Study using echocardiocolordoppler in endurance athletes

Edited by Dr. Luigi Ferritto

Introduction

The intense workouts that athletes who practice competitive sports undergo lead to structural changes of the heart which, while trespassing towards the limits of the pathology, are an expression of the physiological adaptation of the cardiovascular system to effort, and therefore substantially leave the "normal" heart.
Engagement in dynamic or isotonic exercise determines an overload of volume and involves an increase in heart rate, an increased venous return and a fall in peripheral vascular resistance, especially in the muscular district.
The central morphological adaptation model involves an increase in the end-diastolic volume of the left ventricle with mild parietal hypertrophy (eccentric hypertrophy). In fact, the increase in muscle wall stress, which would occur due to the dilation of the left ventricular cavity, is normalized through a moderate increase in the wall thickness in accordance with Laplace's law.



Materials and Methods

At the "sport cardiology clinic of the Athena Clinic" Villa dei Pini "we studied the morphology and cardiac function, using echocardiocolordoppler" GE Vivid 3 ", of a group of 16 master athletes practicing competitive endurance sports and a group of 16 sedentary subjects or mostly dedicated to recreational sports activities.
The group of athletes had an "age between 24 and 37 years, a resting heart rate between 37 and 48 b / min", systolic and resting blood pressure values ​​of 110 ± 10 mmHg and diastolic values ​​of 75 ± 5 mmHg, an SpO2 of 99%, practiced 12-20 hours of intense sporting activity weekly and all were suitable for competitive activity.
The group of sedentary subjects had an "age between 26 and 37 years, a resting heart rate between 60 and 80 b / min", systolic and resting blood pressure values ​​of 120 ± 10 mmHg and diastolic values ​​of 80 ± 5 mmHg, an SpO2 of 98% and occasionally (2-3 hours a week) physical activity.
We evaluated for both groups the left ventricular diameter in diastole, the thickness of the interventricular septum and the posterior wall of the left ventricle in diastole, the ejection fraction of the left ventricle, the left atrial diameter using the M-mode method, and the functionality of the valves, using Color-Doppler.

Results

The left ventricle in diastole was found to be between 54 mm and 62 mm in the athlete group while in the sedentary group it was between 47 mm and 52 mm.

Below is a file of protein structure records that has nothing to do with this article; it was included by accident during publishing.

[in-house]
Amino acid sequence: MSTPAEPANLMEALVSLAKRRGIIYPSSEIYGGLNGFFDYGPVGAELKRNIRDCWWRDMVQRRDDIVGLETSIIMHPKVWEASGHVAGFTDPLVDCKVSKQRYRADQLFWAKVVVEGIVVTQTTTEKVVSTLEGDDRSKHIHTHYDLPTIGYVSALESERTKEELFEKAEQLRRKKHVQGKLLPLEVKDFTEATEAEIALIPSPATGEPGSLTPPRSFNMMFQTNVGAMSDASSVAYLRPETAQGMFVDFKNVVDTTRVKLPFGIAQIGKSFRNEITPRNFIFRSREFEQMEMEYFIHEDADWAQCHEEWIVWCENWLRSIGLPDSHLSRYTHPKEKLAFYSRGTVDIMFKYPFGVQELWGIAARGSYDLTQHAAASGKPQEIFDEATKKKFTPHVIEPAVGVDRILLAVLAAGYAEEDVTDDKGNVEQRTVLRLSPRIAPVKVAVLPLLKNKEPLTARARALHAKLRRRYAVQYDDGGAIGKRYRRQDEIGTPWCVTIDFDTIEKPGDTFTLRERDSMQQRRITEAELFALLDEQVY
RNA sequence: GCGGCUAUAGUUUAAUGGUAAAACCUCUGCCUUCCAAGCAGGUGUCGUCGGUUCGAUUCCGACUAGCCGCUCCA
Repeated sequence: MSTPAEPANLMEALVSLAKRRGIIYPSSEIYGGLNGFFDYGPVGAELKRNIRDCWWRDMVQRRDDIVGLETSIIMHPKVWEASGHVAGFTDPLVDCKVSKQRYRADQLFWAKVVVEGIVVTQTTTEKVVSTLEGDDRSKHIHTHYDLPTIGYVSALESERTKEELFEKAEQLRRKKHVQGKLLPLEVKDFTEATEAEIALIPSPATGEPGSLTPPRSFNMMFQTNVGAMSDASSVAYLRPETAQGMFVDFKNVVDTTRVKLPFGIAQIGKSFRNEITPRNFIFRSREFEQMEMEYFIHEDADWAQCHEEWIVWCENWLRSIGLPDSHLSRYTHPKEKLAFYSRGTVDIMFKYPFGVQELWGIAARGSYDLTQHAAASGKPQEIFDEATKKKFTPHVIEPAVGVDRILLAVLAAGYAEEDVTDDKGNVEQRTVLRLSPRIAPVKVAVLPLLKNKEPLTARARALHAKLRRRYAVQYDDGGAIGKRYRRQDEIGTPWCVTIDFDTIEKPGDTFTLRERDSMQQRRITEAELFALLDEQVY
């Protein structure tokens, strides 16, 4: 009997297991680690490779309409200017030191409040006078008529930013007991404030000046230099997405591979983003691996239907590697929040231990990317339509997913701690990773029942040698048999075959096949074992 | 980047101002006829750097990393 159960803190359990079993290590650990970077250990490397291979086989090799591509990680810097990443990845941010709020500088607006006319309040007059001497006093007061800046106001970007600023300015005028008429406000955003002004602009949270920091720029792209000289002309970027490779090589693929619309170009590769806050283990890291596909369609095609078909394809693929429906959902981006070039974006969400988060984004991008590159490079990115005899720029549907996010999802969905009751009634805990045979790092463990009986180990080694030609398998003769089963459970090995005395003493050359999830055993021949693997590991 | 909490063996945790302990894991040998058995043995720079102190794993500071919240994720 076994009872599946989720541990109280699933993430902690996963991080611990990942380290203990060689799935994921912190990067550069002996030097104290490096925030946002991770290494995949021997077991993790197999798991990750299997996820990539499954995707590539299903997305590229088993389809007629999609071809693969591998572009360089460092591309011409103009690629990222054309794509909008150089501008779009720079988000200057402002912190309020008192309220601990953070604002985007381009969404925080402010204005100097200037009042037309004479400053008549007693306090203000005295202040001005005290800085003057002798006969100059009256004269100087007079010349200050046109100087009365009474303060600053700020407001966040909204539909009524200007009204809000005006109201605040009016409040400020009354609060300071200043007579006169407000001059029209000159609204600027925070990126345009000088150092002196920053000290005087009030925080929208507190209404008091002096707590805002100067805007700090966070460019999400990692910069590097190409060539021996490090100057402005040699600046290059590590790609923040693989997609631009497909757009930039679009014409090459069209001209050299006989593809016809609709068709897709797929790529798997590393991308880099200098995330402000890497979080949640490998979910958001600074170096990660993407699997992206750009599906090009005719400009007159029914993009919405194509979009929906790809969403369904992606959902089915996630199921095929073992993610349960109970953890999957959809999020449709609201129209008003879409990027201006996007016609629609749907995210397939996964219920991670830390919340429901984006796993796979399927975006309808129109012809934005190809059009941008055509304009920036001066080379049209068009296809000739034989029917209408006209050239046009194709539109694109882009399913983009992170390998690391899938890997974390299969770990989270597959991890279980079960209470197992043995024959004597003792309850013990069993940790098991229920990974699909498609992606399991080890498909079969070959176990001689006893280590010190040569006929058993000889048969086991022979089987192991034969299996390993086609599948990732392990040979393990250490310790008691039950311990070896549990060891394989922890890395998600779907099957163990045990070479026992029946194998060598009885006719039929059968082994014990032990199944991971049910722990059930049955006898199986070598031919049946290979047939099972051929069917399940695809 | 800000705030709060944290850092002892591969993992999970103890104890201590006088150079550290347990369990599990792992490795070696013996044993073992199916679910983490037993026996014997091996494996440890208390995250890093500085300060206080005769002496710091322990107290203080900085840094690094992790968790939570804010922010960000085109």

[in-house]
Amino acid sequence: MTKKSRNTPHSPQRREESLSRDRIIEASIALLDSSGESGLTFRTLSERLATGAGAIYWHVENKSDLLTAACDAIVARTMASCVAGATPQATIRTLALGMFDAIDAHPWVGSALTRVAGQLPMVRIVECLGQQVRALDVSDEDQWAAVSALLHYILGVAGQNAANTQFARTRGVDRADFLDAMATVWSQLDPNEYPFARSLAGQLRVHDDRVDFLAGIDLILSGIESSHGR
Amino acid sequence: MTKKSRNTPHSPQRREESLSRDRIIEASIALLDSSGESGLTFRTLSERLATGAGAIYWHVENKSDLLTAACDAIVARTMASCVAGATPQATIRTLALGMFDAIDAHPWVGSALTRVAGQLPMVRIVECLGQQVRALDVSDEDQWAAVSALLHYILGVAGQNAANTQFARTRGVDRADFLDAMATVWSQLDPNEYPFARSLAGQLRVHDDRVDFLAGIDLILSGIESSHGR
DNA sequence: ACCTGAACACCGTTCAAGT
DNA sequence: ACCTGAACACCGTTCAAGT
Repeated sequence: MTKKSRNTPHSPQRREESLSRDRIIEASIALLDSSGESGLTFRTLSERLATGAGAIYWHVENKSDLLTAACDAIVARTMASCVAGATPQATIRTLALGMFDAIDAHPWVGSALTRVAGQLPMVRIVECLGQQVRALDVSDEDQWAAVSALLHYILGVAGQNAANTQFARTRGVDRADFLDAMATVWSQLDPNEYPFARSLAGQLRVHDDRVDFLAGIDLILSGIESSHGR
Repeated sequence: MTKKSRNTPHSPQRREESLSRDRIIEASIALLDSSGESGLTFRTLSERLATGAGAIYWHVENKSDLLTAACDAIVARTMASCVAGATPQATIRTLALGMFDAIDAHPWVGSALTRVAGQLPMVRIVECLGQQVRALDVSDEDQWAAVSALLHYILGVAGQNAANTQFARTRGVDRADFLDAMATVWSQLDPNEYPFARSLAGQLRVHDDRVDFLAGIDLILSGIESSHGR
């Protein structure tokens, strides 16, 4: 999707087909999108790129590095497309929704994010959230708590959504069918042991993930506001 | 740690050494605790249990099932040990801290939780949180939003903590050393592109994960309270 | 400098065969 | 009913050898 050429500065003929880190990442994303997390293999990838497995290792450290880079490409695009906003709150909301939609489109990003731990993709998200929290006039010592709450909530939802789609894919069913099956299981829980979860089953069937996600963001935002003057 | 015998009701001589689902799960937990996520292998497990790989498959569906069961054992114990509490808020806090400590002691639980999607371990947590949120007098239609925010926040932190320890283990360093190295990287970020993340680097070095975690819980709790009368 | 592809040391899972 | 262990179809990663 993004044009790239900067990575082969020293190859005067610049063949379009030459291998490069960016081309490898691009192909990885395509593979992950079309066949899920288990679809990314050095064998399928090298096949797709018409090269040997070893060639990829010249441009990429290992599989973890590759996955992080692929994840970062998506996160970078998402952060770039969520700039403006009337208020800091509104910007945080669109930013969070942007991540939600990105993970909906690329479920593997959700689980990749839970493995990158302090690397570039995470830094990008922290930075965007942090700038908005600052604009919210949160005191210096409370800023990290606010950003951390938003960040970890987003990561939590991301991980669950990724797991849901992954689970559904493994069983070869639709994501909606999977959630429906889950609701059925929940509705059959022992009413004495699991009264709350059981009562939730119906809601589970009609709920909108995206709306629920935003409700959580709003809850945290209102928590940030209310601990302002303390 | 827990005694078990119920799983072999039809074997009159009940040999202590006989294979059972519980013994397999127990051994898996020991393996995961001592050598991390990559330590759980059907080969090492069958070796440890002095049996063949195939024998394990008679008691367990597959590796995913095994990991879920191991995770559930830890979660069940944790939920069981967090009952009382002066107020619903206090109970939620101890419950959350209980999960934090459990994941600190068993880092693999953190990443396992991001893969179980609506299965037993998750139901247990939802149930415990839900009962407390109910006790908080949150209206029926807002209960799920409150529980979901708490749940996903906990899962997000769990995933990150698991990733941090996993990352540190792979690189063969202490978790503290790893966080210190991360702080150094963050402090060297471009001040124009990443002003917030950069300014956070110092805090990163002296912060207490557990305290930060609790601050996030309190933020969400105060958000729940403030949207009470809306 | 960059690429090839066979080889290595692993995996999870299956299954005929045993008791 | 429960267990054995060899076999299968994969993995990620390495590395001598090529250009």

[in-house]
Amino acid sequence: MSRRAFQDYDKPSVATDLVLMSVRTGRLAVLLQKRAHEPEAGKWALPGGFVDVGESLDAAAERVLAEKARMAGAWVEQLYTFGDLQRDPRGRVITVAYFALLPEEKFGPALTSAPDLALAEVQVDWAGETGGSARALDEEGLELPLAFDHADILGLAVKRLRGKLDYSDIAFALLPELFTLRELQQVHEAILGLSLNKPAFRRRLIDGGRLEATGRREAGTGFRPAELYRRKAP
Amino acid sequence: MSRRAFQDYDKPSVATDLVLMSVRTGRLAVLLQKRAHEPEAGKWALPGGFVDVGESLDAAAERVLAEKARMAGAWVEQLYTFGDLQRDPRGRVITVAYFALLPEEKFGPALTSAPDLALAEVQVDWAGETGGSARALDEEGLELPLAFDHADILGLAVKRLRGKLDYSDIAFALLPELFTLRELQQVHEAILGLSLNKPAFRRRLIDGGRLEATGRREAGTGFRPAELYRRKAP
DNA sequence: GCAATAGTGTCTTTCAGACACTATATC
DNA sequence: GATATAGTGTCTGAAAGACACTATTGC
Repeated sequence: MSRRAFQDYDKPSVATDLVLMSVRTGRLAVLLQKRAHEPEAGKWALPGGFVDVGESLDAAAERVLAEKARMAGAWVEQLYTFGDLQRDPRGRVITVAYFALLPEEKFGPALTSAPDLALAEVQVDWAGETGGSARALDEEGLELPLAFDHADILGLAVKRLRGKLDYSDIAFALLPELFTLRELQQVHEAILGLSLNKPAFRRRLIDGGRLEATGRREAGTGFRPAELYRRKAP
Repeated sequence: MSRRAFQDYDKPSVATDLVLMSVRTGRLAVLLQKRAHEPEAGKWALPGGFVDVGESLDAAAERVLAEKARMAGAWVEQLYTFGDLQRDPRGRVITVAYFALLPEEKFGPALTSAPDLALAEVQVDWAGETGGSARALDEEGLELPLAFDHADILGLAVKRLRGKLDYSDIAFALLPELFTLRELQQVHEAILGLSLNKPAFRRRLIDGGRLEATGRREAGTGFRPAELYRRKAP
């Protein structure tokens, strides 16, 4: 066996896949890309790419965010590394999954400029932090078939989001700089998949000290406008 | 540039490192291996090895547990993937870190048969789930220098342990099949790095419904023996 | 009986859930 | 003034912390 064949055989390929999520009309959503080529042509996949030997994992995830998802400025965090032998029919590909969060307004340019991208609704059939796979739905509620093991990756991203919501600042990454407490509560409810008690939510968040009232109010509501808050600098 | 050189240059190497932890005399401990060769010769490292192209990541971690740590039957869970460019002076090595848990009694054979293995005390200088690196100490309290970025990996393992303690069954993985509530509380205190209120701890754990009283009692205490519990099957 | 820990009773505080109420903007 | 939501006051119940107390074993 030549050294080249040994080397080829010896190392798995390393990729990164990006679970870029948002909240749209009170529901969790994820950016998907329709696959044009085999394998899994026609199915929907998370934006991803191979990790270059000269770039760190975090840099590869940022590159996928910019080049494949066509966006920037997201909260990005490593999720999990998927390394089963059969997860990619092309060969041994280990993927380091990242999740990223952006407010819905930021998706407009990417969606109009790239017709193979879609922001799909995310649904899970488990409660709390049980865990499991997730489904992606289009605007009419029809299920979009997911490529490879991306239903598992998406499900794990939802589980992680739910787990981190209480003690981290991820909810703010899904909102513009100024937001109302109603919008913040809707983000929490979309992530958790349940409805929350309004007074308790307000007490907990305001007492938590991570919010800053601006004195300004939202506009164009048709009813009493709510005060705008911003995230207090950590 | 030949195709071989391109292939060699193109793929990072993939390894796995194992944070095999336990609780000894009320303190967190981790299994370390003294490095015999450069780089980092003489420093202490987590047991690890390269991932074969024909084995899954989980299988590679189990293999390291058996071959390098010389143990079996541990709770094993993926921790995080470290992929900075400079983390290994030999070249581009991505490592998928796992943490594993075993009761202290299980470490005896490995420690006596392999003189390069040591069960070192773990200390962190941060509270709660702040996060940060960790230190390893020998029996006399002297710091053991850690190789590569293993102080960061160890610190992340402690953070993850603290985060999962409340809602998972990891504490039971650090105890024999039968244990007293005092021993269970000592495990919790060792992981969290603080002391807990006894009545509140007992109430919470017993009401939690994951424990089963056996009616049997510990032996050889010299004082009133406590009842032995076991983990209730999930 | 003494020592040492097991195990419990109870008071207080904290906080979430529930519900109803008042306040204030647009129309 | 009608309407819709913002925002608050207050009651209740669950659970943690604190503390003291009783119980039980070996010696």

The thickness of the interventricular septum in diastole was between 11 mm and 13 mm in the athletes while in the sedentary group it was between 8 mm and 10 mm.


The thickness in diastole of the posterior wall of the left ventricle was between 11 mm and 13 mm in the group of athletes while in the group of sedentaries it was between 9 mm and 10 mm.
The ejection fraction was found to be between 60% and 70% in the group of athletes while in the group of sedentary people between 70% and 80%.
The left antero-posterior atrial diameter in the left parasternal long axis was between 37 mm and 41 mm in the group of athletes while in the group of sedentaries it was between 24 mm and 35 mm.
We then evaluated the functionality of the valves, paying particular attention to continence, assuming that the valve structures were anatomically normal in all subjects.
Mitral valve regurgitation was found in the athlete group in 11 subjects (69%), while in the sedentary group only in 5 subjects (31%).

This systolic jet was characterized by a homogeneous blue color with little variance component, in athletes, it extended into the left atrium for a length of less than 2 cm from the mitral annulus and with a maximum speed recorded around 4.5 m / s, while, in sedentary patients, the length did not go beyond 1 cm, with a maximum speed of around 2 m / s.
Regurgitation of the tricuspid valve was found in the group of athletes in 12 subjects (75%), while in the sedentary group in 8 subjects (50%).
This systolic jet was also displayed by the color Doppler in blue, with a small one

variance component, with a fairly wide extension in the right atrium, up to 4 cm from the valvular annulus in athletes and up to 2 cm in sedentary patients, maximum in protosystole.
Pulmonary valve regurgitation was found in the athlete group in 11 subjects (69%), while in the sedentary group in 7 subjects (44%). On Color Doppler regurgitation was represented by a homogeneous red color that extended into the right ventricle for no more than 2 cm, occupying almost the entire diastole.
No aortic regurgitation was found in either subject of either group.


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